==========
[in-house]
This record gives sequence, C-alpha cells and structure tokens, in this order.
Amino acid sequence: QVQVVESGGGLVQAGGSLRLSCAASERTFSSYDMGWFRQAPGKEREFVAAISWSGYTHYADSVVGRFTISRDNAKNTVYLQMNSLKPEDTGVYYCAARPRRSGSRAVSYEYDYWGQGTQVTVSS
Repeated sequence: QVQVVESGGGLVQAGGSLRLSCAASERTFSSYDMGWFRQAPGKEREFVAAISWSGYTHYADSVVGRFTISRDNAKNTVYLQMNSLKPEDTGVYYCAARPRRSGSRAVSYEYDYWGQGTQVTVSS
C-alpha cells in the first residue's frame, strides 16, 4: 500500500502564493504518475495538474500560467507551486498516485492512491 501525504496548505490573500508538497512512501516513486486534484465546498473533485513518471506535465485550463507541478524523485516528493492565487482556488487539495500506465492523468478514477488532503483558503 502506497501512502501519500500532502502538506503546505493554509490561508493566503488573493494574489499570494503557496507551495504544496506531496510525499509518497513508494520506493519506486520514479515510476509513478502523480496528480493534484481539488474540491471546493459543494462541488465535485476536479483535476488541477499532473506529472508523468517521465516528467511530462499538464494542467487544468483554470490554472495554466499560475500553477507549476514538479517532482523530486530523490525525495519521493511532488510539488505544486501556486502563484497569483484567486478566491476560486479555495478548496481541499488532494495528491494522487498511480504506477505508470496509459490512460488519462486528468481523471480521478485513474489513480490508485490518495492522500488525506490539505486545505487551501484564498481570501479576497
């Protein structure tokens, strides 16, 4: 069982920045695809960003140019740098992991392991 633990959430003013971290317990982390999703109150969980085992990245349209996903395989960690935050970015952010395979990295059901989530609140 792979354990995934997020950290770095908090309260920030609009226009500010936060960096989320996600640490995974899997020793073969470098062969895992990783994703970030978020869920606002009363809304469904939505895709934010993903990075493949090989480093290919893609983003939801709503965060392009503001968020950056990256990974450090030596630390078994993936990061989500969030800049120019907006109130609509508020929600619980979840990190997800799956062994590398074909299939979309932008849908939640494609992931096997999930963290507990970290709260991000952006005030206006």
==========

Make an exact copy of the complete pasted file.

[in-house]
This record gives sequence, C-alpha cells and structure tokens, in this order.
Amino acid sequence: QVQVVESGGGLVQAGGSLRLSCAASERTFSSYDMGWFRQAPGKEREFVAAISWSGYTHYADSVVGRFTISRDNAKNTVYLQMNSLKPEDTGVYYCAARPRRSGSRAVSYEYDYWGQGTQVTVSS
Repeated sequence: QVQVVESGGGLVQAGGSLRLSCAASERTFSSYDMGWFRQAPGKEREFVAAISWSGYTHYADSVVGRFTISRDNAKNTVYLQMNSLKPEDTGVYYCAARPRRSGSRAVSYEYDYWGQGTQVTVSS
C-alpha cells in the first residue's frame, strides 16, 4: 500500500502564493504518475495538474500560467507551486498516485492512491 501525504496548505490573500508538497512512501516513486486534484465546498473533485513518471506535465485550463507541478524523485516528493492565487482556488487539495500506465492523468478514477488532503483558503 502506497501512502501519500500532502502538506503546505493554509490561508493566503488573493494574489499570494503557496507551495504544496506531496510525499509518497513508494520506493519506486520514479515510476509513478502523480496528480493534484481539488474540491471546493459543494462541488465535485476536479483535476488541477499532473506529472508523468517521465516528467511530462499538464494542467487544468483554470490554472495554466499560475500553477507549476514538479517532482523530486530523490525525495519521493511532488510539488505544486501556486502563484497569483484567486478566491476560486479555495478548496481541499488532494495528491494522487498511480504506477505508470496509459490512460488519462486528468481523471480521478485513474489513480490508485490518495492522500488525506490539505486545505487551501484564498481570501479576497
């Protein structure tokens, strides 16, 4: 069982920045695809960003140019740098992991392991 633990959430003013971290317990982390999703109150969980085992990245349209996903395989960690935050970015952010395979990295059901989530609140 792979354990995934997020950290770095908090309260920030609009226009500010936060960096989320996600640490995974899997020793073969470098062969895992990783994703970030978020869920606002009363809304469904939505895709934010993903990075493949090989480093290919893609983003939801709503965060392009503001968020950056990256990974450090030596630390078994993936990061989500969030800049120019907006109130609509508020929600619980979840990190997800799956062994590398074909299939979309932008849908939640494609992931096997999930963290507990970290709260991000952006005030206006």